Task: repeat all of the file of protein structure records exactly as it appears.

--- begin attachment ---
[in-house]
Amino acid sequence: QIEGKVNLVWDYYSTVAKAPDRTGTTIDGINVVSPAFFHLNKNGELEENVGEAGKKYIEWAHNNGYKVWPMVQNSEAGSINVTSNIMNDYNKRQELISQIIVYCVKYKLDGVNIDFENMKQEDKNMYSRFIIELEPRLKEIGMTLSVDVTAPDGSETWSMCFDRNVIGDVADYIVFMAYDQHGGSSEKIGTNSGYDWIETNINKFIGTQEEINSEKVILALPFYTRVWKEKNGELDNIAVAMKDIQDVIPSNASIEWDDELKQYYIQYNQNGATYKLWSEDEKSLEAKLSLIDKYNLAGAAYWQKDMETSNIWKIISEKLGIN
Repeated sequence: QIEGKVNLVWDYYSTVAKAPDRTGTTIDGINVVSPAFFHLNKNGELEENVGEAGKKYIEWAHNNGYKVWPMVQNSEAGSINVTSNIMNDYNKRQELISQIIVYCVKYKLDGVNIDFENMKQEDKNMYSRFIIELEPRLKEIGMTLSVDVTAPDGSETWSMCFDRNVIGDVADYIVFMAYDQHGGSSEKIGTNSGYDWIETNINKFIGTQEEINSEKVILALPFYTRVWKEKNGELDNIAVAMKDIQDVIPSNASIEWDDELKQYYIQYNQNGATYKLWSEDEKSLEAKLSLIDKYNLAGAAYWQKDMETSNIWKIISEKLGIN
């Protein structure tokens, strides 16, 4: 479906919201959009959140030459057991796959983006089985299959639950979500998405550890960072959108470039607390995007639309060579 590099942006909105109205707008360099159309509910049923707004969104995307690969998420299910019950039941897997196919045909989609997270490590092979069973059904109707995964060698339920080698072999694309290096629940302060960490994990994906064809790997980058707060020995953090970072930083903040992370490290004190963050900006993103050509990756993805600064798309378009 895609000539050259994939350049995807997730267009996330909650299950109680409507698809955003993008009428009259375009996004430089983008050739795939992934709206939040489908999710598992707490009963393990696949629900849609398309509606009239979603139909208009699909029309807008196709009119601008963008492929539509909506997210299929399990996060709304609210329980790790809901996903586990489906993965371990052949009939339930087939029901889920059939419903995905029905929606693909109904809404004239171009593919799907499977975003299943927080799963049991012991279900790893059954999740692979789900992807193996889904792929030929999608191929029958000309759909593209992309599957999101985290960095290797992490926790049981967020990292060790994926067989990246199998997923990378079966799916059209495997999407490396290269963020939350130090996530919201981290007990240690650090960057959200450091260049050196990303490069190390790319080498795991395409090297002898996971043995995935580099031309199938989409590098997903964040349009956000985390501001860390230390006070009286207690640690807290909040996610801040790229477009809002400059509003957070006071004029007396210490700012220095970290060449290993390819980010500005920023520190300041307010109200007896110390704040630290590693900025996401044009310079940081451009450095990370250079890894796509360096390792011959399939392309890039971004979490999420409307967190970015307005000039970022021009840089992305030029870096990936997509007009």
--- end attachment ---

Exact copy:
[in-house]
Amino acid sequence: QIEGKVNLVWDYYSTVAKAPDRTGTTIDGINVVSPAFFHLNKNGELEENVGEAGKKYIEWAHNNGYKVWPMVQNSEAGSINVTSNIMNDYNKRQELISQIIVYCVKYKLDGVNIDFENMKQEDKNMYSRFIIELEPRLKEIGMTLSVDVTAPDGSETWSMCFDRNVIGDVADYIVFMAYDQHGGSSEKIGTNSGYDWIETNINKFIGTQEEINSEKVILALPFYTRVWKEKNGELDNIAVAMKDIQDVIPSNASIEWDDELKQYYIQYNQNGATYKLWSEDEKSLEAKLSLIDKYNLAGAAYWQKDMETSNIWKIISEKLGIN
Repeated sequence: QIEGKVNLVWDYYSTVAKAPDRTGTTIDGINVVSPAFFHLNKNGELEENVGEAGKKYIEWAHNNGYKVWPMVQNSEAGSINVTSNIMNDYNKRQELISQIIVYCVKYKLDGVNIDFENMKQEDKNMYSRFIIELEPRLKEIGMTLSVDVTAPDGSETWSMCFDRNVIGDVADYIVFMAYDQHGGSSEKIGTNSGYDWIETNINKFIGTQEEINSEKVILALPFYTRVWKEKNGELDNIAVAMKDIQDVIPSNASIEWDDELKQYYIQYNQNGATYKLWSEDEKSLEAKLSLIDKYNLAGAAYWQKDMETSNIWKIISEKLGIN
């Protein structure tokens, strides 16, 4: 479906919201959009959140030459057991796959983006089985299959639950979500998405550890960072959108470039607390995007639309060579 590099942006909105109205707008360099159309509910049923707004969104995307690969998420299910019950039941897997196919045909989609997270490590092979069973059904109707995964060698339920080698072999694309290096629940302060960490994990994906064809790997980058707060020995953090970072930083903040992370490290004190963050900006993103050509990756993805600064798309378009 895609000539050259994939350049995807997730267009996330909650299950109680409507698809955003993008009428009259375009996004430089983008050739795939992934709206939040489908999710598992707490009963393990696949629900849609398309509606009239979603139909208009699909029309807008196709009119601008963008492929539509909506997210299929399990996060709304609210329980790790809901996903586990489906993965371990052949009939339930087939029901889920059939419903995905029905929606693909109904809404004239171009593919799907499977975003299943927080799963049991012991279900790893059954999740692979789900992807193996889904792929030929999608191929029958000309759909593209992309599957999101985290960095290797992490926790049981967020990292060790994926067989990246199998997923990378079966799916059209495997999407490396290269963020939350130090996530919201981290007990240690650090960057959200450091260049050196990303490069190390790319080498795991395409090297002898996971043995995935580099031309199938989409590098997903964040349009956000985390501001860390230390006070009286207690640690807290909040996610801040790229477009809002400059509003957070006071004029007396210490700012220095970290060449290993390819980010500005920023520190300041307010109200007896110390704040630290590693900025996401044009310079940081451009450095990370250079890894796509360096390792011959399939392309890039971004979490999420409307967190970015307005000039970022021009840089992305030029870096990936997509007009």